Danedri Thompson

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To hear some people talk, you’d think Sarah Palin personally accosted them in a dark alley. I’m fairly certain that isn’t the case for many of the people who react to the mere mention of her name as if they’ve been slapped since Palin has spent most of her life in Alaska, and most of the people I meet have never even been there.

A lot of the vitriol comes from people who appear to be high-functioning, rational members of society. When asked about their hatred, they fail to access the part of their brains where logic and reasoning resides.
Sandra Bernhard, a comedian, told an audience Palin had better not go to Manhattan, because she’d be gang-raped by big, black brothers. I use the term, “comedian” lightly in Bernhard’s case, because unlike liberal pundits, I don’t think gang rape is all that funny.

At a child’s birthday party, I ran into similar illogical reasons for disliking Palin – although the reasoning was at least fit for children’s ears.

A Palin-hater explained that she doesn’t like the Alaska governor because no one in Alaska likes her. (In times like those, I often wish I weren’t cursed with the ability to reason and the inability to keep my mouth shut.)
I responded that Palin has one of the highest approval ratings of anyone in public office in the entire country. When former presidential candidate John McCain first nominated her for the VP slot, her approval ratings in Alaska topped 80 percent. Compare that to the U.S. Congress which has a 10 percent approval rating and President Barack Obama who boasts a 44 percent approval rating.

The Palin-hater said she doesn’t trust polls. Instead, she puts her faith in protests. During the 2008 presidential election, she watched a news clip that showed more than 100 people protesting Palin in Alaska. She explained that if 100 people in tiny Alaska don’t like her why should we?
Oh boy.

I suggested that 10 times that number of people cheered for Palin when she landed at an Alaska airport after accepting the McCain’s VP nomination, and I wondered if that would change the Palin-hater’s mind.

It didn’t. Finally, she sputtered that she just didn’t like Palin.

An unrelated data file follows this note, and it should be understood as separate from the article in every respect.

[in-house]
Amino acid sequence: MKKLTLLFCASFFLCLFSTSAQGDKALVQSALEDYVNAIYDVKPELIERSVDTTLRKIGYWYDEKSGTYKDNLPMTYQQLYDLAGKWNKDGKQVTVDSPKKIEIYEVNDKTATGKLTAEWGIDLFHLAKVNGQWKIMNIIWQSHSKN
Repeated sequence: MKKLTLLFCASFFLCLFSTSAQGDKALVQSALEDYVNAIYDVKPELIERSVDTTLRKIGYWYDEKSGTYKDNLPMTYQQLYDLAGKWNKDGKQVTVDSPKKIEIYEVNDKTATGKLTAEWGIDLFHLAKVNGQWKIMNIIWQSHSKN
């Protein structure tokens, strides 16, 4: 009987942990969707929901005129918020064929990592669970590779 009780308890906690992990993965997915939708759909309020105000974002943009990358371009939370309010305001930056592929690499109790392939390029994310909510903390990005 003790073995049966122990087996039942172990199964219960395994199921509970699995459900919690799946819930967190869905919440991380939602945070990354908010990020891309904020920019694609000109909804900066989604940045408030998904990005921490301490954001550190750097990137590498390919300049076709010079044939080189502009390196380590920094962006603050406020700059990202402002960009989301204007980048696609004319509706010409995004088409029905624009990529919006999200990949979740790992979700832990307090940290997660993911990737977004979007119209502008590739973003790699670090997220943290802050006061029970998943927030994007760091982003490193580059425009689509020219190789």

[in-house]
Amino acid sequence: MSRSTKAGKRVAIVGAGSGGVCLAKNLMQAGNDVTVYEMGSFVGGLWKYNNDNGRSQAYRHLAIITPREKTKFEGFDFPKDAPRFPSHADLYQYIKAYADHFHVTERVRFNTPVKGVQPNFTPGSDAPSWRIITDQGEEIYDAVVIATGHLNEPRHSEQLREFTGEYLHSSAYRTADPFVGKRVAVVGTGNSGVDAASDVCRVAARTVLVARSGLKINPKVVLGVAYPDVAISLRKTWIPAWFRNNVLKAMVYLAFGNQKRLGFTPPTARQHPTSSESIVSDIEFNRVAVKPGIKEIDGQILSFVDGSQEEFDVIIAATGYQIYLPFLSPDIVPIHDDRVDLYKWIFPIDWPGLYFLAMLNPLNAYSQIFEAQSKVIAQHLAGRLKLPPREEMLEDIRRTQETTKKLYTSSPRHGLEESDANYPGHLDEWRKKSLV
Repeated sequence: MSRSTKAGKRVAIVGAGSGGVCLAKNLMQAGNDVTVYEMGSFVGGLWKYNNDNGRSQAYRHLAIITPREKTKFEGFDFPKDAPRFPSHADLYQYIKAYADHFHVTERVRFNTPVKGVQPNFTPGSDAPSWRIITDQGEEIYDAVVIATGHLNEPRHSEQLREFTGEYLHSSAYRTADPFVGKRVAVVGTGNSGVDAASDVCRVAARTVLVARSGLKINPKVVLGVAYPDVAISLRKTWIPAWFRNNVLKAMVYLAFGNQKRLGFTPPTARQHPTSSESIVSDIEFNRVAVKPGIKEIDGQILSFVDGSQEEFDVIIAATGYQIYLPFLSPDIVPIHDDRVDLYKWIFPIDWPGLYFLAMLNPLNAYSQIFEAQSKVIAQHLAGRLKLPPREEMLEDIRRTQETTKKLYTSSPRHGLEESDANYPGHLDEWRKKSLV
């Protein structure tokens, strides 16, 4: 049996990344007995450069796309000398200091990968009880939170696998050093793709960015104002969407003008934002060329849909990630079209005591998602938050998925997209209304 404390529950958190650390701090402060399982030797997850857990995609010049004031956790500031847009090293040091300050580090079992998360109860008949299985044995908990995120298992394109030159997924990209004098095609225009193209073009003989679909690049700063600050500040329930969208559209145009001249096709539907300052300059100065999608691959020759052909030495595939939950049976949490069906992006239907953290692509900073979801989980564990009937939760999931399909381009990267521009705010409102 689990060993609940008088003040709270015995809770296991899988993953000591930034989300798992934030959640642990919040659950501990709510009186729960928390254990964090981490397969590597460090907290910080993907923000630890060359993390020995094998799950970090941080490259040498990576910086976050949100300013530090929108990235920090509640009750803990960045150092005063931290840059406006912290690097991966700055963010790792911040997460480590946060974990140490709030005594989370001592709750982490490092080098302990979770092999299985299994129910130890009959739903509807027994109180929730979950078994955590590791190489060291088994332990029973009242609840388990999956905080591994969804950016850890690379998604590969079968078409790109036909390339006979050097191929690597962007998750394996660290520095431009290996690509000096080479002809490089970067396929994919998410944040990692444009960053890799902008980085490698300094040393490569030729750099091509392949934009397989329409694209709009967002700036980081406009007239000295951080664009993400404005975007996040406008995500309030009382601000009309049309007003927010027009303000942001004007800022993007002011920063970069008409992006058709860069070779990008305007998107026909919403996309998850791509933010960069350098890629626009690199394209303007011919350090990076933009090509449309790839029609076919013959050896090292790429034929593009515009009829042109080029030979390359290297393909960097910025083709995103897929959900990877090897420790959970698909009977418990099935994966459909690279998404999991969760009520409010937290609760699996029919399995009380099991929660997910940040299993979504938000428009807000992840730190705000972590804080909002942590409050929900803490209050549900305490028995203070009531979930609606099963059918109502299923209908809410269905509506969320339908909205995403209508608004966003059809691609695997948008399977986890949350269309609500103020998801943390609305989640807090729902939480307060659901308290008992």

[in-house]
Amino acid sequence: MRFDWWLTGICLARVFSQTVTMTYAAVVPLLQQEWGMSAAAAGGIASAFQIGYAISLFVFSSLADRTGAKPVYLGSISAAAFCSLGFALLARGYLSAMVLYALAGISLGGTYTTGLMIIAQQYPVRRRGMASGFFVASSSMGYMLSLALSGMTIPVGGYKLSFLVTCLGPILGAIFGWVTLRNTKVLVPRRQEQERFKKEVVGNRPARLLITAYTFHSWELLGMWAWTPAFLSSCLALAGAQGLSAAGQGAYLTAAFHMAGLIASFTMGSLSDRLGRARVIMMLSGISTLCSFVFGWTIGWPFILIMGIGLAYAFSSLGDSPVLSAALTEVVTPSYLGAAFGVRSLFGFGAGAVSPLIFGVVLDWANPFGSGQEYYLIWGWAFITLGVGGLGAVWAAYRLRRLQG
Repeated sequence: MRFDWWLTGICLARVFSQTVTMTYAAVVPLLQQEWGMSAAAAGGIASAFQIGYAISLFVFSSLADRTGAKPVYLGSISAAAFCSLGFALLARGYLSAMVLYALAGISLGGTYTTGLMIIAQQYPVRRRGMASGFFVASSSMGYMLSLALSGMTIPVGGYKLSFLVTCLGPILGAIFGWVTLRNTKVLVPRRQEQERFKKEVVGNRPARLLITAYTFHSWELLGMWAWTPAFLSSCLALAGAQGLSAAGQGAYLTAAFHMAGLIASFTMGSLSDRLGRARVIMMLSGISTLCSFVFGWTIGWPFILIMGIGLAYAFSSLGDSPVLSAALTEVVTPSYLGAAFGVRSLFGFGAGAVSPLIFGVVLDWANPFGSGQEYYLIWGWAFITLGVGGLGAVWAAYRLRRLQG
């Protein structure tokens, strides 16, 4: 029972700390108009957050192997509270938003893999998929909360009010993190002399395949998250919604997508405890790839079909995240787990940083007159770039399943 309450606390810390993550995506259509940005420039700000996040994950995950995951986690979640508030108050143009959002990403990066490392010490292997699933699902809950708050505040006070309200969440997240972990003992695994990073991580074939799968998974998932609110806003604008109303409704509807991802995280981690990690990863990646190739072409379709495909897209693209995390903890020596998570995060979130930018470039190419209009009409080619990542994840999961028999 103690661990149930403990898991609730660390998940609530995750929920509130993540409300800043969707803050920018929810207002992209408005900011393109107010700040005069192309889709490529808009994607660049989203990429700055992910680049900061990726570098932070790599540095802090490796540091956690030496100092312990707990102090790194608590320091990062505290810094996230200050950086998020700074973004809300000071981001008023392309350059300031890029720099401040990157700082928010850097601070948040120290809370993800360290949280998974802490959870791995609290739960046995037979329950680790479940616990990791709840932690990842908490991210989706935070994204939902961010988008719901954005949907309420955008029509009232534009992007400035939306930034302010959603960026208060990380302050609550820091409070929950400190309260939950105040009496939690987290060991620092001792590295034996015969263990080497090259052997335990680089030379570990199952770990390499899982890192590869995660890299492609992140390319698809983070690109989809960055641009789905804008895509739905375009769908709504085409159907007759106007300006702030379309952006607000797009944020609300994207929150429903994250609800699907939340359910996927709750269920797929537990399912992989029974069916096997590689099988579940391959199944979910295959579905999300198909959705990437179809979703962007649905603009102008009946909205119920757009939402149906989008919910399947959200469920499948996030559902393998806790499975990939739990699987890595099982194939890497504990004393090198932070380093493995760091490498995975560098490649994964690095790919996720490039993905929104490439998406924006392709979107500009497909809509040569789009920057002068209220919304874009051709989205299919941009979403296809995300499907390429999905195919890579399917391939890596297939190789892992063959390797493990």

And that’s the rub. Most people who despise her can’t come up with a good reason for feeling so.

Why is their reaction to her so visceral?

It’s difficult to like people who seem to have it all – especially when they have it all for no reason. Palin wasn’t born with a silver spoon in her mouth. She didn’t get where she is today by sleeping her way to the top and she didn’t resort to the back-stabbing, tit-for-tat political alliances. She’s earned her place.

And that’s hard to watch if you’re one of the people who hasn’t succeeded and is scared that you might not be able reach the top without breaking your principles. It’s even more challenging to watch if you’re successful and you resorted to lower tactics to get there.

Palin didn’t and doesn’t take political positions because they’re popular. It’s obvious her stances stem from a working knowledge of the difference between right and wrong.

When she says she’s pro-life, you immediately recognize that she isn’t saying that to appeal to the right. She really believes that life begins at conception.

And when faced with the difficult situations feminists are always whining about, she chose life. When her teenage daughter was pregnant, her daughter chose life with the support of her mother. And when Palin herself was pregnant with a child with Down syndrome, she chose life. Her son’s birth was a miracle in itself. Trig is in very small company. More than 90 percent of children diagnosed with Down syndrome in the womb are aborted, according to a study published in The American Journal of Medicine.

Palin doesn’t just talk the talk. She walks it – in stylish stilettos, no less.

Call her critics green with Palin envy. And for that, I don’t really blame them.
She’s smart. She’s tough, and she’s beautiful. But that’s no reason to hate her.